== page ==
#LanguageWorld2011 – OFSTED. Modern Languages – Achievement and challenge – ¡Vámonos! The musings of Lisibo
 

#LanguageWorld2011 – OFSTED. Modern Languages – Achievement and challenge

| Posted in ALL, Language World 2011, OFSTED

*Part of a series of posts trying to summarise some of the sessions at Language World this year*

A review of inspection findings, and recommendations to improve provision in modern languages

Anne Looney HMI (Subject survey advisor for OFSTED)

The role of the subject survey advisors is management leadership and organisation of subject survey service.

Subject surveys are carried out in 30 primary and 30 secondary a year. They last 1 day for primary or 2 days for secondary and carried out by specialist inspectors supported by additional inspectors. The letters (reports) are published on OFSTED website and the primary letters do not have gradings on them. There is a 3 year cycle of reports and this report pulls together evidence from 2007-2010, with some reference to emerging evidence.

There are grade descriptors on OFSTED website for each of the common features –

  • achievement
  • teaching
  • curriculum
  • leadership and management

and special issues  (for 2007-2010)

  • reading
  • ICT
  • take up KS4
  • progress to entitlement at KS2

 

In Primary languages, there is generally a positive picture with language learning becoming an integrated and established part of the primary curriculum.

Achievement

  • good – outstanding in just under 6/10 schools
  • most progress in speaking and listening
  • less systematic development of reading
  • least developed skill is writing
  • KAL and understanding of basic grammar developing well
  • ICU developing well in most but not all (very creative ways seen of developing ICU, using ICT, native speakers, not just about language they’re learning in many – more than the language they’re studying)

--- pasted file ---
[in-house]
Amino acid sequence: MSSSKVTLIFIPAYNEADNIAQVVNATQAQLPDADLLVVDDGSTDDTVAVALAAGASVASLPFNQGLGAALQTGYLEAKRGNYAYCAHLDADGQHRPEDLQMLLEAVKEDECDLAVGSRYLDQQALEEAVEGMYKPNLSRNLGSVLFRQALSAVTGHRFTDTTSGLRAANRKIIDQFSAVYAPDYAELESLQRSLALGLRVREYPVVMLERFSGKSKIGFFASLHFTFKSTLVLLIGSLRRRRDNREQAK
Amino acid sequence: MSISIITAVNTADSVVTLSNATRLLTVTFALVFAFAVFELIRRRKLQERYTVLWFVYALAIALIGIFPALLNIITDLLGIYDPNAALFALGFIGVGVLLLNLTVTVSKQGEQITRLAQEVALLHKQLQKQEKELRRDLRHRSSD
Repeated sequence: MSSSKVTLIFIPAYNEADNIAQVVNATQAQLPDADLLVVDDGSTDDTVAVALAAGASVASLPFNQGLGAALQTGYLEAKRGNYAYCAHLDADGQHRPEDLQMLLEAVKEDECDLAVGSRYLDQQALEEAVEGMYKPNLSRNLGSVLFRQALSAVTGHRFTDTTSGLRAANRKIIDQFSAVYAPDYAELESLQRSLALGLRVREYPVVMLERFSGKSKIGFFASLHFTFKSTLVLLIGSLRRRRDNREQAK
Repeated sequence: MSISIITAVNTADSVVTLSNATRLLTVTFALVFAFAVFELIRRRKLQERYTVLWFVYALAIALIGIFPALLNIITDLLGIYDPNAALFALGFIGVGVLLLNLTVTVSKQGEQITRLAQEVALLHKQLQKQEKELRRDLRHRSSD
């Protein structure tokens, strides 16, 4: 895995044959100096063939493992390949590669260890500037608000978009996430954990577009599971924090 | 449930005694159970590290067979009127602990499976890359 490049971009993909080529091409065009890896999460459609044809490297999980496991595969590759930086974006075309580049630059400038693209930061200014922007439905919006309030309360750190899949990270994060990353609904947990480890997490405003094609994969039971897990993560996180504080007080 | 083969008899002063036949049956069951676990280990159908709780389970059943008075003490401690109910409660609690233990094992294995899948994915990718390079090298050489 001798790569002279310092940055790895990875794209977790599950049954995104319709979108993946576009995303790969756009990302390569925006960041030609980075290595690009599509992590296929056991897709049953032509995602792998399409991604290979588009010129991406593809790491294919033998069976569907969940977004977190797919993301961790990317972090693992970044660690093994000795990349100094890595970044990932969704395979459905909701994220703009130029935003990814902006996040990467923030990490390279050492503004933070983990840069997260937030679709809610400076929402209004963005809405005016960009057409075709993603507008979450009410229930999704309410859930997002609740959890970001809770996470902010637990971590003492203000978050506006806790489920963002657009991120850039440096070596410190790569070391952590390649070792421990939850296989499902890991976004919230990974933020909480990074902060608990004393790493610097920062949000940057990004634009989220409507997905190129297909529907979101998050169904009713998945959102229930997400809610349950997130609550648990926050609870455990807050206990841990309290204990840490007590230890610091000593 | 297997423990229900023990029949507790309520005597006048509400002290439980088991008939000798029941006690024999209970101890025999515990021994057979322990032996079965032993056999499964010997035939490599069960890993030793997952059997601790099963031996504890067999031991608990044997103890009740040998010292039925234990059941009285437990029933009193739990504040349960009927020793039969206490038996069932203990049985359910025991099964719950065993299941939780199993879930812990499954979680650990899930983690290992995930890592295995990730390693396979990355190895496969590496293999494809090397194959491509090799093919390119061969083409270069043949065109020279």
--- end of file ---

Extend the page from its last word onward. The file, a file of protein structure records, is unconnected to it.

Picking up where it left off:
• clear enjoyment

 

Teaching

  • good/better in 2/3 of 235 lessons observed
  • teacher subject knowledge and teaching methods mostly good; occasional shortcomings in pronunciation and intonation (these shortcomings are significant when in the key language of the lesson)
  • class teachers well supported by native speakers, FLAs and other specialists
  • assessments predominantly satisfactory (emerging evidence shows that often still the weakest area)

 

Curriculum

  • good / better in more than 1/2
  • combination of calssroom and external specialist generally supported provision well
  • Fr most popular; Sp and ger in a smaller number also others
  • by end of survey, large majority planned using KS2 Framework
  • not all schemes wewre adapted sufficiently to match needs of mixed age, time constraints,
  • planning for progression through KS2 remained a relative weakness (can be due to exploiting comptetence of staff etc)

 

Leadership

  • good / better in more then 2/3
  • strong commitnmtn from senior leaders
  • generally clear rationale
  • transition arrangements to secondary schools genrally underdeveloped
  • weaknesses in montoring and evaluation of provisoon – senior leaders often didn’t feel competent to judge
  • improvement in teacher training over period of survey (emerging evidence of more trainees with language skills)

 

Entitlement to learning

  • progress towards entitlement improved during survey – good in 2/3 schools visited in the final year
  • of 14 schools contacted during survey who were not then tehing MFL all but 2 were by the end
  • rationale for deciding which language to teach increasingly sound  with improving sustainable plans  – clear that many are continuing with commitment to the benefits for the pupils.

From the secondary report-

“KS3 are increasingly looking at KS2 experience BUT insufficient acknowledgement of language work done in feeders”

“Strong leadership is typified by innovation, good use of local initatives and networks, and good liaison with primary and post 16 providers”

 

Challenges for primary

  • development of pupils’ early skills in reading and writing
  • clarification of progression through KS2
  • teaching straegies for mixed age classes

OFSTED offered the following advice to DfE – “consider how best to support effective consolidation of Primary languages” and also advised groups of schools to support increased liaison to bring coherence and continuity of language learning at point of transfer.

 


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